However, with the whole country as whole ageing rapidly, the sustainability of this glaringly temporary solution is questionable, to put it lightly.

So why has the Northeast reached such an unbelievable demographic breaking point? To be fair, the region had its glory days during the Manchukuo era and in the early days of the People’s Republic. It had the country’s most advanced industrial and transport infrastructure which are legacies of Japanese and Tsarist Russian colonisation, one of the most educated populaces in the nation as well as the most fertile virgin lands waiting to be developed for agriculture.

Population in the area had boomed since the Late Qing era thanks to massive migration from inland Chinese provinces, especially Shandong, coupled with high birth rates. Communist China’s first self-made automobile and its crown jewel of steel factories were all from the Northeast. Indeed, the region was dubbed “the Elder Son of the Republic”.

However, the Elder Son also aged very quickly. By 1982, all of the Northeast had already hit sub-replacement fertility, which is more than 10 years earlier than the rest of China. However, the absurd one-child policy was still imposed on the already low fertility Northeasterners and ironically, it was more rigidly enforced here than anywhere else because the region was, back then, China’s most urbanized thanks to its early development, and cities were where the one-child policy mostly applied.

The majority of Northeasterners were also employees of state owned enterprises, since all of the industrial region’s factories were state owned, and hence the power of the Family Planning Commission here was more powerful than anywhere else.

All of this coupled with an economic depression caused by the massive retrenchments in Northeastern factories throughout the 1990s during China’s state owned enterprises reforms meant that the Northeast’s last straw had broken. Population collapse became inevitable and the process has only accelerated since then.

So what does this mean for China and even the world? Well, straddled between powerful neighbours such as Russia and North Korea, the region is extremely strategically important. However, in the long run, China’s ability to hold the region is in serious doubt- the birth rates mean within a couple of generations, the 100 million people currently living there will shrink to a minuscule number.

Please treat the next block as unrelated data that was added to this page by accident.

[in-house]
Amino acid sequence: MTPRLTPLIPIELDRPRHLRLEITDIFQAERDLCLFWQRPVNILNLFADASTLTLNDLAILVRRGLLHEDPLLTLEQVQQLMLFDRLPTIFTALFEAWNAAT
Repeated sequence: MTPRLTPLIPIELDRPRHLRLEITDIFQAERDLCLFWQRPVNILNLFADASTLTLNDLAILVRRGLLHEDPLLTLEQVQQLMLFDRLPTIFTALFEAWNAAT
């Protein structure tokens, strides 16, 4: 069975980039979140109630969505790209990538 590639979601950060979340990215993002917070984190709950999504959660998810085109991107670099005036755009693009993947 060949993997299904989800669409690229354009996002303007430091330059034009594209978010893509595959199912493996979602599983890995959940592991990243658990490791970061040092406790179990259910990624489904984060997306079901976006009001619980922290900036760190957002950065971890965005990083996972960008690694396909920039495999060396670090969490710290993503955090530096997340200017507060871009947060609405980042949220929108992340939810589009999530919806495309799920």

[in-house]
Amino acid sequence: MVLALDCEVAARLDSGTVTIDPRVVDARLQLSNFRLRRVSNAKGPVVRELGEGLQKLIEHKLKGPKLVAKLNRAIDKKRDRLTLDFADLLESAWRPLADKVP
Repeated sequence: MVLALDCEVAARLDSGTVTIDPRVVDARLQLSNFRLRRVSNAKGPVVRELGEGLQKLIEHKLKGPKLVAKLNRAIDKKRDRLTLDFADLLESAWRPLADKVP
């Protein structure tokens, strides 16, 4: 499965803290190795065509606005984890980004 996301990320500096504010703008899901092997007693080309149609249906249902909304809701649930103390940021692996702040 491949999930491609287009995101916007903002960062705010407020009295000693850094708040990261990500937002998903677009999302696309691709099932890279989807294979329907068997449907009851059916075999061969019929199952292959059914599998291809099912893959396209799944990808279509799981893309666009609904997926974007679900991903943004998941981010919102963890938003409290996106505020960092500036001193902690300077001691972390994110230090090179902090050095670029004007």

This should alleviate Russia’s long unfounded fears of a growing Chinese population in its Far East regions, though Russia itself suffers from rapid depopulation, especially in the Far East, despite Putin’s best attempts at raising the birth rate. Most chillingly, the Northeast is only a couple of decades ahead of the rest of China in its demographic collapse. By midcentury, much of the rest of the country will probably follow suit unless the birth rate is stabilized.

The one exception in this entire region will, amazingly, once again be North Korea. Whilst Jilin Province in China is at a TFR of 0.76, neighbouring Ryanggang province of the DPRK is triple that, at above replacement fertility of 2.36, according to 2014 UNFPA data.

Chagang Province, another one of Jilin’s neighbours in the DPRK, is at replacement fertility level of 2.13. Undoubtedly, these areas have the highest birth rates in all of Northeast Asia. In the long run, this may mean only North Koreans will remain in the region, and the repercussions for that are obvious.

This might mean that by the time this century ends, much of Northeastern Asia may return to its old virgin forests, with only the remaining Amur tiger patrolling its vast wilderness. Nor can one rule out an expanding North Korea, thanks to what is likely to be the world’s most astounding self-implosion in demographic history.

William Huang is an avid researcher into China and East Asia’s looming demographic crisis.  He also aims to raise his voice for the sanctity of life wherever and whenever he can.

Zac Alstin

<strong>Zac Alstin</strong> is a writer, editor and stay-at-home dad to two marvellous children, in Adelaide, South Australia. His hobbies include martial arts, making things at home, and contemplating...